The entire Art Walk trail was marked by orange balloons, such as the one in the next photograph.

Final Friday Art Walk, Hyattsville, Maryland, October 27, 2017

I first went to the horn sculpture that is located outside the Hyattsville Court House.

Final Friday Art Walk, Hyattsville, Maryland, October 27, 2017

Final Friday Art Walk, Hyattsville, Maryland, October 27, 2017

Final Friday Art Walk, Hyattsville, Maryland, October 27, 2017

Final Friday Art Walk, Hyattsville, Maryland, October 27, 2017

Final Friday Art Walk, Hyattsville, Maryland, October 27, 2017

Next I went to Art Works Now, which was all decked out for Halloween.

Final Friday Art Walk, Hyattsville, Maryland, October 27, 2017

Final Friday Art Walk, Hyattsville, Maryland, October 27, 2017

Art Works Now had this hands-on demonstration in a type of printing process using acrylic paint and glass plates.

Final Friday Art Walk, Hyattsville, Maryland, October 27, 2017

Final Friday Art Walk, Hyattsville, Maryland, October 27, 2017

Here is what I created.

Final Friday Art Walk, Hyattsville, Maryland, October 27, 2017

I briefly visited this new place known as Uzu, which provides Japanese comfort food. (No, I didn’t eat there.)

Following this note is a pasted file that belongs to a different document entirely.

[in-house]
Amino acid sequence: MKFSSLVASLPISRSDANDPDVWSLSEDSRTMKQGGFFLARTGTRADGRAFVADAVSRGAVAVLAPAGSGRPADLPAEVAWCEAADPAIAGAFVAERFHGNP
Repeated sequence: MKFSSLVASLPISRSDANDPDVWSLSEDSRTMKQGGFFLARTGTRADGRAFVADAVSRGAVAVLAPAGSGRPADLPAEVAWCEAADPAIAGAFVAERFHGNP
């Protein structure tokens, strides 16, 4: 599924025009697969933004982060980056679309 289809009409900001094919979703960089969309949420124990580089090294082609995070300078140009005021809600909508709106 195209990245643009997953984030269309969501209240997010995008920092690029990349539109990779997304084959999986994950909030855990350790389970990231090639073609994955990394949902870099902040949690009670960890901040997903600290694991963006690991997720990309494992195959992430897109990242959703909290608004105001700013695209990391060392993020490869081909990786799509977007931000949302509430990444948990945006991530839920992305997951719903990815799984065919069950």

Final Friday Art Walk, Hyattsville, Maryland, October 27, 2017

Final Friday Art Walk, Hyattsville, Maryland, October 27, 2017

Final Friday Art Walk, Hyattsville, Maryland, October 27, 2017

I went to the Artist & Craftsman Supply store, which had a special art exhibit done by the store’s employees.

Final Friday Art Walk, Hyattsville, Maryland, October 27, 2017

Final Friday Art Walk, Hyattsville, Maryland, October 27, 2017

Final Friday Art Walk, Hyattsville, Maryland, October 27, 2017

Final Friday Art Walk, Hyattsville, Maryland, October 27, 2017

I visited Tanglewood Works, which held a meade tasting by a local supplier who plans to set up shop in Hyattsville soon.

Final Friday Art Walk, Hyattsville, Maryland, October 27, 2017

A marching band was playing music as it walked along the sidewalk.

Final Friday Art Walk, Hyattsville, Maryland, October 27, 2017

I went inside this haunted house that was created using upcycled and recycled materials.

Final Friday Art Walk, Hyattsville, Maryland, October 27, 2017

Final Friday Art Walk, Hyattsville, Maryland, October 27, 2017

Final Friday Art Walk, Hyattsville, Maryland, October 27, 2017

Final Friday Art Walk, Hyattsville, Maryland, October 27, 2017

I went inside this place that housed a recording studio and a tattoo parlor.

Final Friday Art Walk, Hyattsville, Maryland, October 27, 2017

Final Friday Art Walk, Hyattsville, Maryland, October 27, 2017

The last place I went to on the Final Friday Art Walk was to the Pyramid Atlantic Art Center. By that point my camera battery had died and the art walk was going to officially end soon. So I took these last two pictures before I got back in my car and headed for the other event.

Final Friday Art Walk, Hyattsville, Maryland, October 27, 2017

Final Friday Art Walk, Hyattsville, Maryland, October 27, 2017

I headed to the Greenbelt Pumpkin Festival, where people were still carving pumpkins. I pulled out my camera in the hopes of being able to get one picture and, miraculously, I managed to take this picture of a pumpkin carving in progress.